Forty million Latino adults reside in the United States, including eleven million who do not possess US citizenship. Noncitizens disproportionately experience poverty, segregation, and inadequate access to healthcare—pathogenic mechanisms that adversely impact health. Here we examine the association between citizenship status (i.e., US-born citizens, naturalized citizens, or noncitizens) and mortality among Latinos.
Cohort study using data from the National Health Interview Survey (NHIS, 1998–2014) and mortality follow-up through the end of 2015. We examined all-cause and cause-specific mortality. We used Poisson regressions adjusted for demographic factors (i.e., age, sex, origin, and region of residence) to estimate mortality rates and examine mortality risk differences. We also conducted mediation analysis to evaluate the extent to which socioeconomic factors (i.e., English fluency, educational attainment, poverty, and health insurance) explain the associations between citizenship status and mortality. All analyses were stratified by age-group (<55 or ≥ 55 years).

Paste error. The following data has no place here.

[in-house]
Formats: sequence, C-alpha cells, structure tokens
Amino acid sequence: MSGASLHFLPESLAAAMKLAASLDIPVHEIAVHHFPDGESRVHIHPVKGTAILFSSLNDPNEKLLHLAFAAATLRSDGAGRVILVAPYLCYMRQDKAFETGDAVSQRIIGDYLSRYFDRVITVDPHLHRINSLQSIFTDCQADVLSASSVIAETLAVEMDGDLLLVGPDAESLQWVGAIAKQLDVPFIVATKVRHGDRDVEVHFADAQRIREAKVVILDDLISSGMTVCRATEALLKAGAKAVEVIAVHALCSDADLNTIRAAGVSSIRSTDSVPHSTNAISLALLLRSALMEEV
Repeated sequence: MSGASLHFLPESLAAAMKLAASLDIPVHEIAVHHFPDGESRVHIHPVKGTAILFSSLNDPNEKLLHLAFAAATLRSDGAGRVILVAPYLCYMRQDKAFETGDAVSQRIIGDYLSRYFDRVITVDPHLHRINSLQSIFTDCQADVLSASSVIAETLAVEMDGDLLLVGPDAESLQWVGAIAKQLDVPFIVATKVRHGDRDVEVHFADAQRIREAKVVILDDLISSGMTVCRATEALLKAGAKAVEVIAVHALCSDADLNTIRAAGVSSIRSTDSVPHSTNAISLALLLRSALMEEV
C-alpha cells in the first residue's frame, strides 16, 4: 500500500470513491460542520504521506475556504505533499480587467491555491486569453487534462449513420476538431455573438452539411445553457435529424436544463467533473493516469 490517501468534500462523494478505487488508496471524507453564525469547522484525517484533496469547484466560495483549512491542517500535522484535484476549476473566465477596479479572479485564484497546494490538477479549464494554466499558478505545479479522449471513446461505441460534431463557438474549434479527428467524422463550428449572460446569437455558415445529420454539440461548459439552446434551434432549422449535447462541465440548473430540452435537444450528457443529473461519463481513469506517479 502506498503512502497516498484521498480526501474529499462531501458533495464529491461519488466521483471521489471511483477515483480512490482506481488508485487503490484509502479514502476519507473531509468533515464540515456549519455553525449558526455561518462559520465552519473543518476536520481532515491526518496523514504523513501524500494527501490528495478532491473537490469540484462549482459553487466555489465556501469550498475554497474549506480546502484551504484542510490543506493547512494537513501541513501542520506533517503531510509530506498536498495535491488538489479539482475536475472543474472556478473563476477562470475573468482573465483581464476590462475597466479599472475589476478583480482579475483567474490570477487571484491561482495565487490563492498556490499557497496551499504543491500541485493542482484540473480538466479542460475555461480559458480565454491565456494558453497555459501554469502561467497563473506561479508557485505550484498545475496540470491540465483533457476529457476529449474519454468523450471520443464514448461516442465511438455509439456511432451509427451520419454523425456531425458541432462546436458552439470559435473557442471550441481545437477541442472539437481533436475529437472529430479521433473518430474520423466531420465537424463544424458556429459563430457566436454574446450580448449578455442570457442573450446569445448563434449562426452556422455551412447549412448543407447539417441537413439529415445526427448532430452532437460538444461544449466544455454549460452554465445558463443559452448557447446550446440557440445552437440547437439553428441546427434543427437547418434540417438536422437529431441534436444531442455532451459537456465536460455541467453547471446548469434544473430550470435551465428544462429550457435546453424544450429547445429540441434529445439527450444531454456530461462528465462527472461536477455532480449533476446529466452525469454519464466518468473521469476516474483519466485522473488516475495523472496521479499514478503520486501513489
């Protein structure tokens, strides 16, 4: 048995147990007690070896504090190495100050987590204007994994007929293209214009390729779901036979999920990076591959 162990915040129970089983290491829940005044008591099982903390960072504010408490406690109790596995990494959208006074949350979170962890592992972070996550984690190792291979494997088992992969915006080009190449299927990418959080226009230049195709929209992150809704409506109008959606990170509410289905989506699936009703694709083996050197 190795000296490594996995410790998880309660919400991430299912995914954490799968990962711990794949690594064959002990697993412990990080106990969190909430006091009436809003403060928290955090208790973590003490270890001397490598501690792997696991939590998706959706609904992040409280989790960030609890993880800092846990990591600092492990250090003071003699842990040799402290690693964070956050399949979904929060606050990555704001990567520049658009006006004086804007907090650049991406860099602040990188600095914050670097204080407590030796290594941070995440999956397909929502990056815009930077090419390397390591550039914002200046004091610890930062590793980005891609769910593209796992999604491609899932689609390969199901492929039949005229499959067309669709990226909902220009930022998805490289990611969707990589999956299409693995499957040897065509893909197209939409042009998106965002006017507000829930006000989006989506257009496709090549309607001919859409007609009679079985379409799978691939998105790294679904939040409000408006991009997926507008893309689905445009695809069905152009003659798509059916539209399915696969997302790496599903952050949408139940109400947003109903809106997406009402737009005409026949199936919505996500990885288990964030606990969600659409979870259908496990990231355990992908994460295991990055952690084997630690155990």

Latino adults who are long-term residents of the US (≥10 years, n = 177,219), including US-born citizens (n = 90,494), naturalized citizens (n = 37,676), and noncitizen (n = 49,049).
Among younger Latinos (<55 years), noncitizens (incidence rate ratio (IRR] 1.40 [95% confidence interval [CI]: 1.31, 1.49)) and naturalized citizens (IRR 1.15 [CI: 1.06, 1.25] have higher all-cause mortality rates than US-born citizens. Socioeconomic factors explained a substantial proportion of mortality risk differences between the US-born population and noncitizens (43% [CI 20%, 67%)) and naturalized citizens (20% (CI: −1%, 41%]). Younger noncitizens were also at higher risk for deaths due to cancer (IRR 2.13 [CI: 1.86, 2.45), cardiometabolic diseases (IRR 1.42 [CI: 1.21, 1.66]), and accidents (IRR 1.54 [CI 1.31, 1.82)) than their US-born counterparts. Among older Latinos (≥55 years), however, noncitizens had lower all-cause mortality rates (IRR 0.91 [CI: 0.84, 0.99] than US-born citizens—socioeconomic factors did not explain this mortality advantage.
Younger Latino noncitizens and, to a lesser extent, naturalized citizens are at higher risk of death than US-born citizens. Future work should examine the role of structural barriers to health in explaining the mortality disadvantage among young and middle-aged Latino noncitizens. Research should also focus on the potential role of survival bias in explaining why older Latino noncitizens have a modest mortality advantage.
The full study is available in Health Services Research.